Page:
| The set of parallel plates used to show the electrical
hail or the dancing images demonstration are typically about six to eight
inches in diameter if they are in the open, and somewhat smaller if they
are inside a bell jar.
The upper plate is connected to the prime conductor of an electrostatic machine, and the lower plate grounded. The demonstration starts with pith balls or paper figures lying on the lower plate. They become charged by induction, and are attracted to the upper plate. Once there, they pick up a charge and are repelled downward. The process then repeats itself.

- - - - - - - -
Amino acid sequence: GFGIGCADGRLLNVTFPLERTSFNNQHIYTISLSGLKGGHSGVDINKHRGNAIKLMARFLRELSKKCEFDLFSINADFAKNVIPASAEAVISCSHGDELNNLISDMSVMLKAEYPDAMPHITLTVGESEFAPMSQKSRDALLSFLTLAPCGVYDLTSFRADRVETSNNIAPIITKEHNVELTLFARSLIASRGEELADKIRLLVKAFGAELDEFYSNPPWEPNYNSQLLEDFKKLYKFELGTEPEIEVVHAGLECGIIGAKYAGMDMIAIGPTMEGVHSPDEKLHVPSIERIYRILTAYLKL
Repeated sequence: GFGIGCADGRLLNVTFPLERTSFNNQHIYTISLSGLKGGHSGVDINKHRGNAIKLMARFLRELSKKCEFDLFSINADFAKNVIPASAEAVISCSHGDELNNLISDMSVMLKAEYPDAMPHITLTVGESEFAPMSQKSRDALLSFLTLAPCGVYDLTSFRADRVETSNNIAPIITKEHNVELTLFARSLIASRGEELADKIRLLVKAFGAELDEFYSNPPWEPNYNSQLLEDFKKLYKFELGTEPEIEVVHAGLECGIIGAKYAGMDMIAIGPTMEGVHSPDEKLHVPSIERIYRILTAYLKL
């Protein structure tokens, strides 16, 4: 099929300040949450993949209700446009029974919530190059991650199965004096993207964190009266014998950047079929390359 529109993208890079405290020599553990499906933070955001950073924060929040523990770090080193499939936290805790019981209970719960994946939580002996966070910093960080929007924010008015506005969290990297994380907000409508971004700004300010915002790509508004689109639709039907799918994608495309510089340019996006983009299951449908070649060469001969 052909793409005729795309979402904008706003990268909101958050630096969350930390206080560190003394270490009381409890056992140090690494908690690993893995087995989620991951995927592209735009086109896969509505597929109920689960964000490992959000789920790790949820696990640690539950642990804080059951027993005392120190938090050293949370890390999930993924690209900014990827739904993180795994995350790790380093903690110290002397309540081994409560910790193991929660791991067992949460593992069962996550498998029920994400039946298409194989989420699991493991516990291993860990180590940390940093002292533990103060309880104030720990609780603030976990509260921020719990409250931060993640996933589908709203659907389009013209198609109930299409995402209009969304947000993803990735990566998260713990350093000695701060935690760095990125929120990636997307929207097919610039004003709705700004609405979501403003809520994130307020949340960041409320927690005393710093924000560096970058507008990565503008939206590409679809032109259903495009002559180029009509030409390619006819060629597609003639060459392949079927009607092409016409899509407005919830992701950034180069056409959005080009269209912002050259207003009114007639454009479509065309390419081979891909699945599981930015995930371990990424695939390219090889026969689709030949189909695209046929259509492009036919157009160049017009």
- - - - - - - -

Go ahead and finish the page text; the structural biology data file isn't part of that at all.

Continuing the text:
The apparatus at the far right is in the Garland Collection of Classical Physics apparatus at Vanderbilt University.
The electric hail at the left below is at Transylvania University in Lexington, Kentucky, and the identical apparatus at the right is in the Garland Collection of Classical Physics Apparatus at Vanderbilt University.
| This example of Volta's Hail apparatus is at Oberlin College
None of the last three pieces of apparatus is marked, but
the typical price was in the $3.00 to $4.00 range.